Parental misperceptions of ingroup norms for child discipline

Gary Ganz, Fergus Gilmour Neville*, Reshma Kassanjee, Catherine Ward

*Corresponding author for this work

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    11 Citations (Scopus)
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    Abstract

    The influence of perceived social norms on behaviour has been studied in a variety of domains. However, little research has examined their application to child discipline. This study explored social norms perceptions and their associations with parental discipline in greater Cape Town, South Africa. A cross‐sectional study of 195 mothers (using convenience sampling) from two Early Childhood Development centres examined self‐reported violent and non‐violent parenting behaviour, and perceived descriptive (usual behaviour in a group) and injunctive (appraisal of such behaviour) group norms. Parents overestimated the prevalence of violent parenting. Perceived descriptive norms of violent parenting were associated with self‐reported violent parenting behaviour; and perceived descriptive norms of non‐violent parenting were associated with self‐reported non‐violent parenting behaviour. Estimation of support for violent and for non‐violent parenting differed by centre, as did the relationship between perceived injunctive norms of non‐violent parenting and self‐reported non‐violent parenting behaviour. We also found significant effects of social identification, parent educational attainment and parent‐reported child misbehaviour. Parents' perceptions of group norms of parental discipline may be mistaken yet influence their own behaviour, providing the potential basis for violence prevention interventions.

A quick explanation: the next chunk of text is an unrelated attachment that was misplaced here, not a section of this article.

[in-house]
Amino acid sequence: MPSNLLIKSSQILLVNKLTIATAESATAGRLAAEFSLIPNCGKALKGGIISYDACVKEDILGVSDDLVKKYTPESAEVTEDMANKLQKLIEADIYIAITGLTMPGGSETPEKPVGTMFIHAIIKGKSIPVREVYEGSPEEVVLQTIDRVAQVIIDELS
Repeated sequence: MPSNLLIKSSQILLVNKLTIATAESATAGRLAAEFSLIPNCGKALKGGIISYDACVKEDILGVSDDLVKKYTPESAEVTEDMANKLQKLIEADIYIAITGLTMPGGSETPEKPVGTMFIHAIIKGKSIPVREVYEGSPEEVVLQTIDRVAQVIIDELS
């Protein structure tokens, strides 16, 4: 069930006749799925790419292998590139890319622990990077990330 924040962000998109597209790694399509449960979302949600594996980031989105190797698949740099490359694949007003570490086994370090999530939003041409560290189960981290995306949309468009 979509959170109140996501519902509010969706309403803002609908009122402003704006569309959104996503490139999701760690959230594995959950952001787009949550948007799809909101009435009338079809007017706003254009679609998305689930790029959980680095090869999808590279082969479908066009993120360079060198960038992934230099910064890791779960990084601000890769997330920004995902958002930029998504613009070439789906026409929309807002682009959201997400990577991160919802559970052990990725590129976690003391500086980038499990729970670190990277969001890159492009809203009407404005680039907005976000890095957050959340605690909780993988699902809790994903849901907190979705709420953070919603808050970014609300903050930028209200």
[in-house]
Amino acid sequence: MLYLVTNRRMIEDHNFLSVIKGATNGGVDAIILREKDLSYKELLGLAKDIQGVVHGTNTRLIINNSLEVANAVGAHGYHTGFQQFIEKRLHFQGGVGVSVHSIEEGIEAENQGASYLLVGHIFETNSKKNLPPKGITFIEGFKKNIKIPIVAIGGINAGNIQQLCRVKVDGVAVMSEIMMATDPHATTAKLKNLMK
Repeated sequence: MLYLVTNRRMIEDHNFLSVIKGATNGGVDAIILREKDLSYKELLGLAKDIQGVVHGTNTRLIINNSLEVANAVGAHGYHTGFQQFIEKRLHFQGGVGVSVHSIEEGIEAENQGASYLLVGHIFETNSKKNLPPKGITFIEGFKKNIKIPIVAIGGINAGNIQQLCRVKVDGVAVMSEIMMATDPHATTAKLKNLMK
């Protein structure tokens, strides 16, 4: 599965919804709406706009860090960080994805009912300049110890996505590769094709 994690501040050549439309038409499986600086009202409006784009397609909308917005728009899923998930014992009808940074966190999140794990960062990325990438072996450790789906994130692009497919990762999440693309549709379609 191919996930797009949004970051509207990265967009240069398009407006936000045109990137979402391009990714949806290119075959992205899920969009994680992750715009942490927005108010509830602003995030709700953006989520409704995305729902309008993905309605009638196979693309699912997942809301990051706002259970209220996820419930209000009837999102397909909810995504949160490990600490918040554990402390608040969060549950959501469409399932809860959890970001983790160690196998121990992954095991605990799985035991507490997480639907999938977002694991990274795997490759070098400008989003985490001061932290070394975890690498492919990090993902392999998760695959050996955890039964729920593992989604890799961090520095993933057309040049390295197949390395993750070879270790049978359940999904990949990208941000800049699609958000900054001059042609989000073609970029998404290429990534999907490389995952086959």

Original languageEnglish
    Pages (from-to)628-644
    Number of pages17
    JournalJournal of Community and Applied Social Psychology
    Volume30
    Issue number6
    Early online date27 May 2020
    DOIs
    Publication statusPublished - Nov 2020

    Keywords

    • Social norms
    • Child discipline
    • Parenting
    • Norms perception

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